I do not want to change all the male references to God to female references. I am not proposing we lock God into another gender. That won't solve anything. It will just replace one idol with another. Rather in our liturgies, prayers, and language we need to use a number of metaphors and names for God in order that no one metaphor becomes dominant and absolute. Sometimes these names will contradict each other, for example 'comforter' and 'challenger', or 'mother' and 'father' yet in their contradiction they will point to the larger truth that God is bigger than any name or language.
I know the alleged maleness and anthropomorphic nature of the Divine is very important for a number of people. I also know that others enjoy the poetic nature of some older liturgies so much they are prepared to tolerate words they no longer believe. So for 20 years or so as a priest I have said and led liturgies where this male God is dominant. I have done this because the discomfort of some inappropriate language does not destroy for me the total experience of worship.
However in recent years I have become increasingly aware that God is constantly being reduced to maleness, exclusively so, and there is little liturgically that is countering such idolatry. The spiritual life of Christians is suffering and will continue to suffer if the infinite omnipresent God is only thought of in a male guise. God has been domesticated.
This also has social and political ramifications. The old slogan that 'if God is male then the male is God' contains some truth. There is a link between a church that worships a male God and a church that will only promote men to the upper echelons of its leadership. We need to soberingly recognise that most of the Christian world only have men as priests, and that England, New Zealand, Australia, and most of Africa have no women bishops. Yet it is quite clear that in the early years of Christianity women held significant positions of leadership – not least Mary Magdalene whom we honour today.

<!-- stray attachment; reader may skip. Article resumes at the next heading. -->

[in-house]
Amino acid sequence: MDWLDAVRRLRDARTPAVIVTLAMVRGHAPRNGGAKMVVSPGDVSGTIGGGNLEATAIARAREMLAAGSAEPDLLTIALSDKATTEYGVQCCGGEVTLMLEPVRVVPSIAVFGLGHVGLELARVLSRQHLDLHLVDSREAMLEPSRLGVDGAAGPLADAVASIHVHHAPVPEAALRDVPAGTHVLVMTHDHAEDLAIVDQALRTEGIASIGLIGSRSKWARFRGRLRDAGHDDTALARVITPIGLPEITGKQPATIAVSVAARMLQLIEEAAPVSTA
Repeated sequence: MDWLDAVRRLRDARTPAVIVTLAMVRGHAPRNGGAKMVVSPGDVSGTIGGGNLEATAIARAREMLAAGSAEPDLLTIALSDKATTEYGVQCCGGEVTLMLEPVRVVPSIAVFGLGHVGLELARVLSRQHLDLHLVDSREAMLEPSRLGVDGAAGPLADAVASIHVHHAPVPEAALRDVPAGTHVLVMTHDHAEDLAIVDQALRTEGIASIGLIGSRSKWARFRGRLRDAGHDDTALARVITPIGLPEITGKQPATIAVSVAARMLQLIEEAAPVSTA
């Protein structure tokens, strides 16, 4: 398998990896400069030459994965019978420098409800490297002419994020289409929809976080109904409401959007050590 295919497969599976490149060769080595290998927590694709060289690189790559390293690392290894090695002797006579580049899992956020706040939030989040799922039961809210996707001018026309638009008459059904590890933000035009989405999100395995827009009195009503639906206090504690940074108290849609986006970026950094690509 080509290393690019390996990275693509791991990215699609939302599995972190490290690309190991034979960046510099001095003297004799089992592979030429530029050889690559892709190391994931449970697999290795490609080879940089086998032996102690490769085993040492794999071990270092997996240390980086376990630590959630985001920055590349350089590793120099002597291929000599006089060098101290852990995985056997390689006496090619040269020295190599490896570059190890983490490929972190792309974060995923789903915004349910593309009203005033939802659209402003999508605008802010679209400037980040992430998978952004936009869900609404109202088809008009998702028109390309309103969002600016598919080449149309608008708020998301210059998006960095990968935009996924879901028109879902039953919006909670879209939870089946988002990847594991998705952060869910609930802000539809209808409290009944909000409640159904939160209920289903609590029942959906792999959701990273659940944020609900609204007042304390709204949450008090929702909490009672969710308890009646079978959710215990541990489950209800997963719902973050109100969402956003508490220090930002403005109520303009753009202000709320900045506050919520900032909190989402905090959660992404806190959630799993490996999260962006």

There is also linkage between an exclusively male God and the patronizing and prejudicial practices meted out to women in ministry, divorcees, and gay couples. To build an inclusive Christian community where all are not only welcome but also have the opportunity to exercise and develop their gifts, including leadership, we must denounce every attempt to fetter God, to make God in our own image, to chain and lock God into one form. In our language, art and practices we must use other metaphors and images, especially feminine ones, in order to honour and acknowledge the breadth, height and depth of Godness.
Mary Magdalene was a wealthy woman from whom Jesus expelled seven so-called demons. Despite Pope Gregory's reprehensible attempt six centuries later to label her a prostitute, Mary was a key leader in the Jesus movement and stayed loyal to him when almost everyone else fled. In the Eastern Church she is called “Equal to the Apostles”. She was an apostle.
After the Ascension Mary allegedly journeyed to Rome where she was admitted to the court of Tiberias Caesar because of her high social standing. After dissing Pilate, she told Caesar that Jesus had risen from the dead. To help explain his resurrection she picked up an egg from the dinner table. Caesar responded that a human being could no more rise from the dead than the egg in her hand turn red. Which it promptly did! This is why red eggs have been exchanged at Easter for centuries in the Byzantine East.
In Paris recently I heard of villages settling conflict with the symbol of an egg. When a dispute had lasted long enough for there to be significant damage to individuals and the community, the feuding parties were invited to come to a meeting holding an egg. The eggs are put together to form a nest. The idea was that the nest [community well-being] needed to be mended. The conflict had escalated to such a degree that children weren't being feed and the marketplace wasn't working.
The eggs also represented fragility – they need to be carefully handled, just like people. And they represented, like other fertility symbols, the possibility of new hope - that a desire for the good of all might triumph over damaged egos and vested interests.
Mary, apostle of the Church, brave holder of the egg, bring your healing magic to our divided world and church, that new life and hope may be born anew. Amen.